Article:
Falling like a God discarded from Olympus. The franchise has once again resorted to repeating itself, in an effort to regurgitate whatever remained from a once satisfying meal. That’s what God of War: Ascension is, it’s a warm plate of leftovers vomited from the mouths of Santa Monica studios.
How is this for convoluted, the game takes place ten years before the original God of War; in terms of events, we’re given no touchstone that we might recognize and relate with. To add more confusion, when Ascension begins, we’re closer to the end rather than the beginning of the prequel story, and then as you get further in it, the story proceeds to flash back to events three weeks before and while doing so, frequently leaps back to the prequel present. Huh?
Also maddeningly, the game’s protagonists often use illusions to trick Kratos’ mind, forged from memory, thoughts that seek to induce him into submission and under their control. What’s odd is the game’s cut scenes don’t try to trick the player; they only seek to confuse its main character. The problem is we know it’s not real; we know better that when murdering mythical elephant brutes then walking through a doorway, it’s somewhat strange to find ourselves magically home with our wife and daughter, who we know to be dead. It’s frustrating to watch because you aren’t really sure how you’re supposed to feel. For instance, at some point each time, Kratos himself realizes and it feels as though we’re supposed to say “whaaaa?” Instead we tilt our heads and struggle to understand what the game was trying to show us.
The series has never been known for having a clear plot but it has been known for telling an interesting story. Ascension as far as story goes is not interesting, you’re never quite sure what Kratos is attempting and you never really care, which sums up the experience kindly.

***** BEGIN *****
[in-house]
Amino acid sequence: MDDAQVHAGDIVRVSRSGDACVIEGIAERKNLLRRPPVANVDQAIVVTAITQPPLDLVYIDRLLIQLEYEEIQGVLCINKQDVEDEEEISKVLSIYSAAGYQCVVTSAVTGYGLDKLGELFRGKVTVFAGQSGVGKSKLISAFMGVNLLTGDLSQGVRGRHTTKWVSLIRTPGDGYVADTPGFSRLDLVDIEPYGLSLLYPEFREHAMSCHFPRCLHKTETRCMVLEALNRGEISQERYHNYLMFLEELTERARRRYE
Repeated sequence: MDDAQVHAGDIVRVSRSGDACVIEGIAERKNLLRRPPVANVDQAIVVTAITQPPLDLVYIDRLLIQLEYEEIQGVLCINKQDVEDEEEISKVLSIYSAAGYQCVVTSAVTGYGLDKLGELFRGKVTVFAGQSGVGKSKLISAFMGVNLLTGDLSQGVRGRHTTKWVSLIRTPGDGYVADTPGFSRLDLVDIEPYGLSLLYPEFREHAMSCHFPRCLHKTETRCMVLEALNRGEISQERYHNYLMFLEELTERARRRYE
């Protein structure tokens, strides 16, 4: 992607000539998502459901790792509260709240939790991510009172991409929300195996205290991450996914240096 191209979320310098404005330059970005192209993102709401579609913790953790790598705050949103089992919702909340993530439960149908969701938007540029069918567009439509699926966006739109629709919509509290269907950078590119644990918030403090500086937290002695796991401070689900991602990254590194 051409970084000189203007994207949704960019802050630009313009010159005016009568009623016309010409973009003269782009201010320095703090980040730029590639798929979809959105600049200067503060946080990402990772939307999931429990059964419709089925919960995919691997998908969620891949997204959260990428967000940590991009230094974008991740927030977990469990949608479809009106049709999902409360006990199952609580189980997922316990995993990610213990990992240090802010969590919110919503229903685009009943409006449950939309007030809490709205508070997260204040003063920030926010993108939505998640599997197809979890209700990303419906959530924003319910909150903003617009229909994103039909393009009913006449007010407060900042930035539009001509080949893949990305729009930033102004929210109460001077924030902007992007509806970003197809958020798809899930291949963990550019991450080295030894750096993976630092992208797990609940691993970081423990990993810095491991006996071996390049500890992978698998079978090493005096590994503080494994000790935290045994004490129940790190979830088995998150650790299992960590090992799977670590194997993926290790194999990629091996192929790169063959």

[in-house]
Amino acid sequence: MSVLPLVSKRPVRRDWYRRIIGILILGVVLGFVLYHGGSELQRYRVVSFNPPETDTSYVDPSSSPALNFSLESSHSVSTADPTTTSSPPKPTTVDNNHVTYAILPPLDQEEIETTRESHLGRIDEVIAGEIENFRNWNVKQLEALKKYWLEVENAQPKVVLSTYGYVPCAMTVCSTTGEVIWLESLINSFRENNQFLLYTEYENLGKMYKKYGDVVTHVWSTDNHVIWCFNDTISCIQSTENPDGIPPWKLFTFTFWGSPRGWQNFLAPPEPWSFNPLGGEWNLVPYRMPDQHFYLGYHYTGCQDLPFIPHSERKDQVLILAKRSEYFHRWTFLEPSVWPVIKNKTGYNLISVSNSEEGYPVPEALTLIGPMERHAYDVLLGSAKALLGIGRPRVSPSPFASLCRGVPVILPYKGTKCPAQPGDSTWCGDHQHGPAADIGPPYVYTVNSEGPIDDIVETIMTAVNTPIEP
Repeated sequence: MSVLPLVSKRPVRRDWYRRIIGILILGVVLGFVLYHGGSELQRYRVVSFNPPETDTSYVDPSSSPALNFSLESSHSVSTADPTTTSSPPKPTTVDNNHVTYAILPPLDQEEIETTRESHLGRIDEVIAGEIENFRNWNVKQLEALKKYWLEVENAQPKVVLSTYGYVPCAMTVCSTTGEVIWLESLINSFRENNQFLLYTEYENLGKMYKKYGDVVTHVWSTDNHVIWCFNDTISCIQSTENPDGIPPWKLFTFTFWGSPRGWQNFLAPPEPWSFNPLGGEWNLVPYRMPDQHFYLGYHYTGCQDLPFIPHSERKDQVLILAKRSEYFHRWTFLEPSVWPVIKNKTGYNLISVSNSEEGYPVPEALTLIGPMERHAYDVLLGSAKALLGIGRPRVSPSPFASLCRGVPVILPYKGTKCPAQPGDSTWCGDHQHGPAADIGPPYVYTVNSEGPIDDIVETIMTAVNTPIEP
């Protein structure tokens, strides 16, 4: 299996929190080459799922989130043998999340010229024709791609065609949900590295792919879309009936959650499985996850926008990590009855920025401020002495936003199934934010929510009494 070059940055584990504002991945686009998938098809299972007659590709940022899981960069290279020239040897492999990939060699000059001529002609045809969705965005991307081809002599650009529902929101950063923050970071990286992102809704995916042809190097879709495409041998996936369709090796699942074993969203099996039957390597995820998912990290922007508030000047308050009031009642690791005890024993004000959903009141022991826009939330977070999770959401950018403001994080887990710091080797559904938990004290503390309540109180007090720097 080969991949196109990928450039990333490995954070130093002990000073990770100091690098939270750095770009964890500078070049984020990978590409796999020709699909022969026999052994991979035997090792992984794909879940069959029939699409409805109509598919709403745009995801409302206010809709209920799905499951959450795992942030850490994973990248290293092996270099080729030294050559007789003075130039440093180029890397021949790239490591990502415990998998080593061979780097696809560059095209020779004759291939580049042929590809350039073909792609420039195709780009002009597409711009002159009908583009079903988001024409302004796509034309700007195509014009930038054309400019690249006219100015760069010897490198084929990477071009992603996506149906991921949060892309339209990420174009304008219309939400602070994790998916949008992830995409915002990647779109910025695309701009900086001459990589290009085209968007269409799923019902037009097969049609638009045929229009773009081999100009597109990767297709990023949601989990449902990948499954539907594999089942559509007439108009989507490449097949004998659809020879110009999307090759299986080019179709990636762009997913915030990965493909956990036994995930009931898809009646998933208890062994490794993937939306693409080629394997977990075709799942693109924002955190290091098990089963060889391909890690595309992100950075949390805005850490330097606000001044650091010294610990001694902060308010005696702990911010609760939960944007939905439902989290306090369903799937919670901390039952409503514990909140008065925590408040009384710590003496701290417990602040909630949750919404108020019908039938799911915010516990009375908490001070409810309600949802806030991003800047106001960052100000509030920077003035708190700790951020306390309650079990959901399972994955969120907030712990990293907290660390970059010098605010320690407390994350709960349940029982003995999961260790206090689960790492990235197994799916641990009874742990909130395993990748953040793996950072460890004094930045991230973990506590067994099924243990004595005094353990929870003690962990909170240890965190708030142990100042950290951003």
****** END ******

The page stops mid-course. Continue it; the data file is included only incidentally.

Just as the series has never been known for clarity, it has been for addictively brutal combat. It seems the years have caught up to the franchise, no longer innovative or savvy, Ascension feels more like God of War 3 DLC than a stand-alone release. It doesn’t help that the genre has mined and striped God of War of every mechanic it ever instituted, then played it to death, so that now, doing things like controlling a large enemy to fight mobs doesn’t feel fresh anymore. True to series form however, the beginning still has that slow unsatisfying grind that makes you question whether or not you’re having any fun. Eventually, you find a groove, and the game inexplicably becomes tolerable.
No other series of games repeats itself like God of War. As I was playing I decided to list many of the franchise’s tired staples.
· Kratos can deftly control the nervous system of almost any creature with his blade.
· Every mythical creature must have breasts and they have to be fully exposed.
· Kratos’ blades of chaos aren’t subject to any real world property of size or cutting ability.
· Every large structure is always a massive living creature that you must fight.
· There is always a large puzzle in the background you are never quite sure you’re solving.
· The regret Kratos has for spilling innocent blood is voiced at some point; even though he spends a large portion of the game watching several innocents get slaughtered.
· A God defying brutal warrior who has the time and patience to do this many puzzles.
Like any dead tree that falls in the woods, you can spot its age, the series has begun to decay, God of War 3 was a boring rehashing of former greatness. God of War: Ascension has fallen victim to the same failures, never overly interesting and never particularly fun, there isn’t an experience to have.